7.) Don’t try and outrun a surprise storm. If you’ve waited too long and/or get caught by a surprise storm – don’t panic and try to hitch up and run. We were foolish early in our journey and did this in South Dakota after getting alerts about a possible hail storm (1 inch hail) headed our way. We hitched up in the dark, in heavy rain and headed out to find shelter under a nearby carwash. Turns out we wouldn’t easily fit in the car wash bay (a few classic cars had beat us to the spots anyway), the hail didn’t end up crossing our path, and we were put ourselves at risk by hitching up in a hurry and rushing to seek shelter. In hindsight it was a stupid choice that was rooted in panic –  we won’t do that again. Next time we’ll stay put, seek another shelter if needed, leave the trailer and take the truck, and/or deal with the damage if it happens.

8.) Make sure your insurance is adequate. If your RV is your full-time home do you have adequate insurance to replace it in the event of an emergency? Talk to your insurance agent and make sure you have a full-time policy and that it is sufficient enough to cover your needs. Some policies even include hotel/living expenses if you’re unable to live in your RV due to repairs or replacement. Full-time RV insurance policies don’t always give you the same protection that a homeowners policy does (providing liability insurance while you’re out away from your trailer, for example), so an umbrella policy might be a good idea. Talk to your insurance agent to make sure you’re adequately covered.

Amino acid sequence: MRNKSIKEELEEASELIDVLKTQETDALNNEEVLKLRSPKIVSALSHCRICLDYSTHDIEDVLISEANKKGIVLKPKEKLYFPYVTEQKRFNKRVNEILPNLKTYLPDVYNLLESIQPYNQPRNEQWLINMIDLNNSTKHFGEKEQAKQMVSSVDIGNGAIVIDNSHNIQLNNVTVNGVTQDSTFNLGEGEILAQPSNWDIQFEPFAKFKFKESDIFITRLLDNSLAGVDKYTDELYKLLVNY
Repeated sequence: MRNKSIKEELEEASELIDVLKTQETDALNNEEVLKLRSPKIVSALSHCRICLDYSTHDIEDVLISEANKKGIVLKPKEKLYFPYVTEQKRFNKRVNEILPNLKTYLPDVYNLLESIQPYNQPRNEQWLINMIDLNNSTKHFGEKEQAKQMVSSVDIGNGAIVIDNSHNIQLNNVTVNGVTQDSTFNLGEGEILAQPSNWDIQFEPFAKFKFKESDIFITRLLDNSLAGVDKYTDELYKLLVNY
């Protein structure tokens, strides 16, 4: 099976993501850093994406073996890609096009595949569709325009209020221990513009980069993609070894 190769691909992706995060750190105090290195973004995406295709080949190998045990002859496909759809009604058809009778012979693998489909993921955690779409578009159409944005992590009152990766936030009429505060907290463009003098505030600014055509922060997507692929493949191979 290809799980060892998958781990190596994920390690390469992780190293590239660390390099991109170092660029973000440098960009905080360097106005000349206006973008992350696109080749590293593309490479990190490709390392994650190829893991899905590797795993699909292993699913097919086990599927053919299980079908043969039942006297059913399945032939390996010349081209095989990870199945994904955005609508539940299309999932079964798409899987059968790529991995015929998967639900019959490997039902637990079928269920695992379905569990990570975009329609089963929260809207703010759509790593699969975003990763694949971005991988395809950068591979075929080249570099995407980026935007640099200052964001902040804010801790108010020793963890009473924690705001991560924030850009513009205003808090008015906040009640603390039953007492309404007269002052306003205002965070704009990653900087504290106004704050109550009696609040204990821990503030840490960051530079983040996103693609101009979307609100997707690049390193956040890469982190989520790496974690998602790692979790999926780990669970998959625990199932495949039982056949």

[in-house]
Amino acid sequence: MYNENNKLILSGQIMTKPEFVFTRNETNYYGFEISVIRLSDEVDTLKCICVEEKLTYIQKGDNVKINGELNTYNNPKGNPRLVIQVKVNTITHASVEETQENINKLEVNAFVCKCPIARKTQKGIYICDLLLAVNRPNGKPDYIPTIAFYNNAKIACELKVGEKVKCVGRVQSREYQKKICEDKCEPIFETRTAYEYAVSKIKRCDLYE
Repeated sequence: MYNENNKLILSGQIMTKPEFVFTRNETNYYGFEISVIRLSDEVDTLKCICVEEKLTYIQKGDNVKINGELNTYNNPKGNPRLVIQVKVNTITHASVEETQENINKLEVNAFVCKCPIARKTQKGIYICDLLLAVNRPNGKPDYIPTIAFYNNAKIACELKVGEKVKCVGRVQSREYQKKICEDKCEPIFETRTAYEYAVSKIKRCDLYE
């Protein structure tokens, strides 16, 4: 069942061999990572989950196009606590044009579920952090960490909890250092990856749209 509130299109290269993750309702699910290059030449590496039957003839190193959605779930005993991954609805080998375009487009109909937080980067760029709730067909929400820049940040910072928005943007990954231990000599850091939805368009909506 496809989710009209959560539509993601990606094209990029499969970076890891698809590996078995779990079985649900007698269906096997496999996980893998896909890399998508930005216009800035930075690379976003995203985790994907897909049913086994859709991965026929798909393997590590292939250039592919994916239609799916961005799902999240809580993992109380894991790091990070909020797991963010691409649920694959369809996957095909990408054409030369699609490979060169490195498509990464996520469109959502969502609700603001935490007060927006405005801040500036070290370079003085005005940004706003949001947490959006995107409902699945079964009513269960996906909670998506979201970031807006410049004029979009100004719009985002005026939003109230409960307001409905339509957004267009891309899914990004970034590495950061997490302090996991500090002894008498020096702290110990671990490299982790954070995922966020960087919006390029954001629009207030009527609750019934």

9.) You can replace your RV but you can’t replace a life. At the end of the day there are no possessions in your RV that are more important than your life. Seek shelter if needed and worry about property loss later (see #8).

10.) Stay calm. Don’t panic. Have a plan in place and follow through with it calmly. Panic is not your friend.

I’m not a certified weather woman, I’m also not an expert on emergency preparedness – I’m just relaying some of the ways that we work to stay safe on the road. Please practice due diligence and research what emergency tools or apps will best serve your family – remember that your safety is your responsibility.

At the end of the day preparation and planning are your best weapons against any emergency – especially severe weather. We can’t predict all the emergencies we might encounter but we shouldn’t let that keep us from enjoying life on the road. Safe travels to you. . . .

What tips do you have for being safe while traveling in an RV? Please leave a comment and share your favorite severe weather RV tips!

Rainbows-in-Michigan